With the launch of the Thread radio protocol, I’ve already heard several people deride ZigBee and Z-wave as legacy standards for smart home networking, which petrifies me given that I have at least $2,000 invested in Z-wave gear. So I was excited to see SmartThings join the board of the Z-wave Alliance on Thursday morning, indicating that perhaps it’s time isn’t yet up. Other board members include ADT, Ingersoll-Rand, Jasco Products, LG Uplus, Nortek Security & Control, and Sigma Designs.
Swiss plastic watchmaker Swatch is preparing to launch a smartwatch in the next few months, promising mobile payments functionality and compatibility with both Android and Windows. Most interestingly, it told Bloomberg and others the watch won’t require charging. There are no details of how this will be achieved, so I can only theorize that its power requirements will be low enough to feed off kinetic energy from the user’s movements — Swatch has a technology for this called Autoquartz. The device will probably launch around the same time as the new Apple Watch, but given Swatch’s pricing it’s likely to be a darn sight cheaper.
Rep. Bob Goodlatte (R-Va) has reintroduced a patent reform bill, known as the Innovation Act, that enjoyed bipartisan support last year, but was killed by Senator Patrick Leahy (D-Vt). The prospects for the bill, which would undercut the business model of so-called patent trolls, are bright since Republicans now control both House of Congress and President Obama has long opposed patent trolling. Once again, though, the real action is expected to take place in the Senate — where influential figures like Chuck Schumer (D-NY) and Jon Cornyn (R-Tx) are likely to again offer their support. On the other side, trial lawyers and the patent trolls are expected to push to water it down, in part by warning that it will threaten “innovation.” (See “5 key questions for patent reform in 2015” to see how this might all play out.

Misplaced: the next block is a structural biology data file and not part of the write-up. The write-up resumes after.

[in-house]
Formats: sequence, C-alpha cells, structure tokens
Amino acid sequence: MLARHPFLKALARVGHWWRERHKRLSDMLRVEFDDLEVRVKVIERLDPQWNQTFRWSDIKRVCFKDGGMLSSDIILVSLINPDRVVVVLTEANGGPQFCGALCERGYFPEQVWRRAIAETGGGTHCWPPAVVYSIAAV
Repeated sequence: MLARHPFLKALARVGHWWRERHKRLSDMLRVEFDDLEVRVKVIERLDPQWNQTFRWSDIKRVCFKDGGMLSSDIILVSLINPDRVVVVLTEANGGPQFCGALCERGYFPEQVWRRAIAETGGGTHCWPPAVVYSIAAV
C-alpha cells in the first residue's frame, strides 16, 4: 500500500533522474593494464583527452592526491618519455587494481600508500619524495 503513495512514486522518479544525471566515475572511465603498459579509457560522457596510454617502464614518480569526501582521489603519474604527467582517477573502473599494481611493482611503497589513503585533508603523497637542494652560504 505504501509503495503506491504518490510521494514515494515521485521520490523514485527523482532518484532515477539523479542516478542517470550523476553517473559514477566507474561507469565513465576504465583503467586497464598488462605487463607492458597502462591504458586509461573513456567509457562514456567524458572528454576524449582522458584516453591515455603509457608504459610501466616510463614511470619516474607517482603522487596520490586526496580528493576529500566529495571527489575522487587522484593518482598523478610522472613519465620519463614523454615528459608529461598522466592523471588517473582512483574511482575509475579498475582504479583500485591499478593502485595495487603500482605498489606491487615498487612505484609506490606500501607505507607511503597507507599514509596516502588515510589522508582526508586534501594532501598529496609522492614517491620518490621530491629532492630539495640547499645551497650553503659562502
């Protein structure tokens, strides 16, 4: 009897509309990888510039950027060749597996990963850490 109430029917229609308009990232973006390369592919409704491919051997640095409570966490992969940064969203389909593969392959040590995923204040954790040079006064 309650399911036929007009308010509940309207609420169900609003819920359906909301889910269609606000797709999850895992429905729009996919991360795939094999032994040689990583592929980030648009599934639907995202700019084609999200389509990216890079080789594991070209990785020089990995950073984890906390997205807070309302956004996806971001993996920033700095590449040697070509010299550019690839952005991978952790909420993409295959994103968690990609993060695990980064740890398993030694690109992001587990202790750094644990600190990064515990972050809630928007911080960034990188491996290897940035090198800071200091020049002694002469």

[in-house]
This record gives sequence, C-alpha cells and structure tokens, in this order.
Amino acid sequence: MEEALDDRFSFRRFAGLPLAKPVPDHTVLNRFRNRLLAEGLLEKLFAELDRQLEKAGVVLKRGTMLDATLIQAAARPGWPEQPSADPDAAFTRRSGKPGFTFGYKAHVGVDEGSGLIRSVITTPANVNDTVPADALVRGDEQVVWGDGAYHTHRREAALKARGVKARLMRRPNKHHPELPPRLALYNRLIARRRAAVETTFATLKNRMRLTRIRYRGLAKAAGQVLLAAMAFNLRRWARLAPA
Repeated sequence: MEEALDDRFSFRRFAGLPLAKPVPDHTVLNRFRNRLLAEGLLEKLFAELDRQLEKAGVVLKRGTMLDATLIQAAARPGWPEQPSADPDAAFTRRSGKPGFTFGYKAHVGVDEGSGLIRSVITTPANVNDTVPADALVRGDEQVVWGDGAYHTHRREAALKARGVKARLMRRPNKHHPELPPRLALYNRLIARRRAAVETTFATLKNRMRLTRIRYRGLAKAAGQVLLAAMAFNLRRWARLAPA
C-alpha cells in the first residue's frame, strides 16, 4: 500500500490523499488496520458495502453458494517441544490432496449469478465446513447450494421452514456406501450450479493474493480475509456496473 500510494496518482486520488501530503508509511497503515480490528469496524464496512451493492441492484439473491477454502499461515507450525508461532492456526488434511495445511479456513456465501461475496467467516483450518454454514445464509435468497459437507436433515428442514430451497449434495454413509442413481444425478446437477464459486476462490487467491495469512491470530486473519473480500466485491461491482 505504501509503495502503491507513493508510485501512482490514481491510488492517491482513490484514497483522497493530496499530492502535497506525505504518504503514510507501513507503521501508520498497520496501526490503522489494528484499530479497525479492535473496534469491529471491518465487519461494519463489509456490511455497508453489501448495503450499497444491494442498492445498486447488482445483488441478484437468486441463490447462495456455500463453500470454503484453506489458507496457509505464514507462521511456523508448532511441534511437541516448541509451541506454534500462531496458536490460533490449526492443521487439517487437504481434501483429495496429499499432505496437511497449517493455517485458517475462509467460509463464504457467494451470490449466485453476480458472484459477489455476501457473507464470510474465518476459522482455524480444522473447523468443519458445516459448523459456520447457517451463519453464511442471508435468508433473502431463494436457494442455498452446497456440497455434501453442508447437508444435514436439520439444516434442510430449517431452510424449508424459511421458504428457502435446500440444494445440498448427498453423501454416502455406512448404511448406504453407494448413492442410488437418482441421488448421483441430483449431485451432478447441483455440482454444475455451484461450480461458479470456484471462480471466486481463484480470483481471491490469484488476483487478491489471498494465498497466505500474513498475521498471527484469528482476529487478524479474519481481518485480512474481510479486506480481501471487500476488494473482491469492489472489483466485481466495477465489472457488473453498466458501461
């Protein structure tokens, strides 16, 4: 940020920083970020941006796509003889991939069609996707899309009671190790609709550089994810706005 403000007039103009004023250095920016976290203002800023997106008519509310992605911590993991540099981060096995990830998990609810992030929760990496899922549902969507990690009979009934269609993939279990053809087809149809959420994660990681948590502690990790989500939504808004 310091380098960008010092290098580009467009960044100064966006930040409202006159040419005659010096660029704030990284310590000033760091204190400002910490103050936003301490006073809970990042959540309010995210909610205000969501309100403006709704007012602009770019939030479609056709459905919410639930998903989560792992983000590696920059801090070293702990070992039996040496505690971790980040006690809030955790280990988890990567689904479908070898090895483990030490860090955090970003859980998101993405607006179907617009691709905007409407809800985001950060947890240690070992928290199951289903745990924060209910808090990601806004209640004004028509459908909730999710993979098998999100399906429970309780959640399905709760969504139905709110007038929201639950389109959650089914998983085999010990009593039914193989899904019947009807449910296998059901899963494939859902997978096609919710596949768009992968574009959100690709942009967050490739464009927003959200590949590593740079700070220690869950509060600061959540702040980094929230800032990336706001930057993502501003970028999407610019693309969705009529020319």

In another bet on the internet of things, chip maker Silicon Labs has purchased Bluegiga Technologies Oy, a Finnish company that makes wireless radio modules for $61 million in cash. Bluegiga makes ultra-low-power Bluetooth Smart, Bluetooth and Wi-Fi modules for the industrial automation, consumer electronics, automotive, retail, residential, and health and fitness markets. Austin, Texas-based Silicon Labs already makes microcontrollers, sensors, ZigBee and Thread radios and mesh networking software. Adding more radios to the mix just makes sense and makes it more of a single stop for anyone looking to make a connected device.